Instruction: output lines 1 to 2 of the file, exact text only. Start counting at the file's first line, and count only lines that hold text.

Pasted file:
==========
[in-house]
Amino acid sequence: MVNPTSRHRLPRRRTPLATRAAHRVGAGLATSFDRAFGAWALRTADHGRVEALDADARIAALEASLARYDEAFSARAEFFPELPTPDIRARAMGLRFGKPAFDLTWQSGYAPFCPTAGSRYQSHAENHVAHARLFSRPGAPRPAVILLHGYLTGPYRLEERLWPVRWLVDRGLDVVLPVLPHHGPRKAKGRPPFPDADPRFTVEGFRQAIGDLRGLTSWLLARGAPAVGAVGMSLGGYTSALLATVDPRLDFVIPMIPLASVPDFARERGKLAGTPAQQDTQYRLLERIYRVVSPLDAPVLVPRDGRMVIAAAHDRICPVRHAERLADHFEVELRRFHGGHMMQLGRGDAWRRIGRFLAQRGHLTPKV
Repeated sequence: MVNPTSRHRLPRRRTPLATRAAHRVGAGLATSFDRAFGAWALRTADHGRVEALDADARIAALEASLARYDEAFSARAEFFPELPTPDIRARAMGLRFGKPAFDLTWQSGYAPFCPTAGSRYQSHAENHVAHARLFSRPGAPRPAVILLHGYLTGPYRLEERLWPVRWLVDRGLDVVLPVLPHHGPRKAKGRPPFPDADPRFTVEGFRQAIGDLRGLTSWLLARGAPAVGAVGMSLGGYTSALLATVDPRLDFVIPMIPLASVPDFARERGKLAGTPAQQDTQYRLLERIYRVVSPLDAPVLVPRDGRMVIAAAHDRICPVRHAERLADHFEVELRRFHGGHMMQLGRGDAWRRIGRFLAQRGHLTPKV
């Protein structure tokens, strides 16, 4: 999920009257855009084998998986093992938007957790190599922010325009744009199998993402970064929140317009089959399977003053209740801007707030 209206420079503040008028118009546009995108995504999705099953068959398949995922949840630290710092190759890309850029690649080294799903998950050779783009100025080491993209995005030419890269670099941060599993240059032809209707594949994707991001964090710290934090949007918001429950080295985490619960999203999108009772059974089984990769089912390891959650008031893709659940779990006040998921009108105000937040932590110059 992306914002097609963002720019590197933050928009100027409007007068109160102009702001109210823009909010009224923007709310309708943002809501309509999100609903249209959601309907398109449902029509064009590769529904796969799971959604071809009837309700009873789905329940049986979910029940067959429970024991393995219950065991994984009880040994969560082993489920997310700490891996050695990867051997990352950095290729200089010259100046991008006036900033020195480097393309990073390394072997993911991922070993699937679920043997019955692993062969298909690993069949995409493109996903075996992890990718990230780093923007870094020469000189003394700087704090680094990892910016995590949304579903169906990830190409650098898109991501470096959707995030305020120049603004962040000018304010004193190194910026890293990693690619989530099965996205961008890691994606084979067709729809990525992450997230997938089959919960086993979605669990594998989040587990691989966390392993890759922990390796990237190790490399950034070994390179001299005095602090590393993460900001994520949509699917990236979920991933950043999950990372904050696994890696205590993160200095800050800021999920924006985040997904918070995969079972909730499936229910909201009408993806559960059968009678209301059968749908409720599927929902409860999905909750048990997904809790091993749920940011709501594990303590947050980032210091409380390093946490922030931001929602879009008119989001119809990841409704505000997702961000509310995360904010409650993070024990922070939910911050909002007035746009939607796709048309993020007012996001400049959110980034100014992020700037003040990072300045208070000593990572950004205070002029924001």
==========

[in-house]
Amino acid sequence: MVNPTSRHRLPRRRTPLATRAAHRVGAGLATSFDRAFGAWALRTADHGRVEALDADARIAALEASLARYDEAFSARAEFFPELPTPDIRARAMGLRFGKPAFDLTWQSGYAPFCPTAGSRYQSHAENHVAHARLFSRPGAPRPAVILLHGYLTGPYRLEERLWPVRWLVDRGLDVVLPVLPHHGPRKAKGRPPFPDADPRFTVEGFRQAIGDLRGLTSWLLARGAPAVGAVGMSLGGYTSALLATVDPRLDFVIPMIPLASVPDFARERGKLAGTPAQQDTQYRLLERIYRVVSPLDAPVLVPRDGRMVIAAAHDRICPVRHAERLADHFEVELRRFHGGHMMQLGRGDAWRRIGRFLAQRGHLTPKV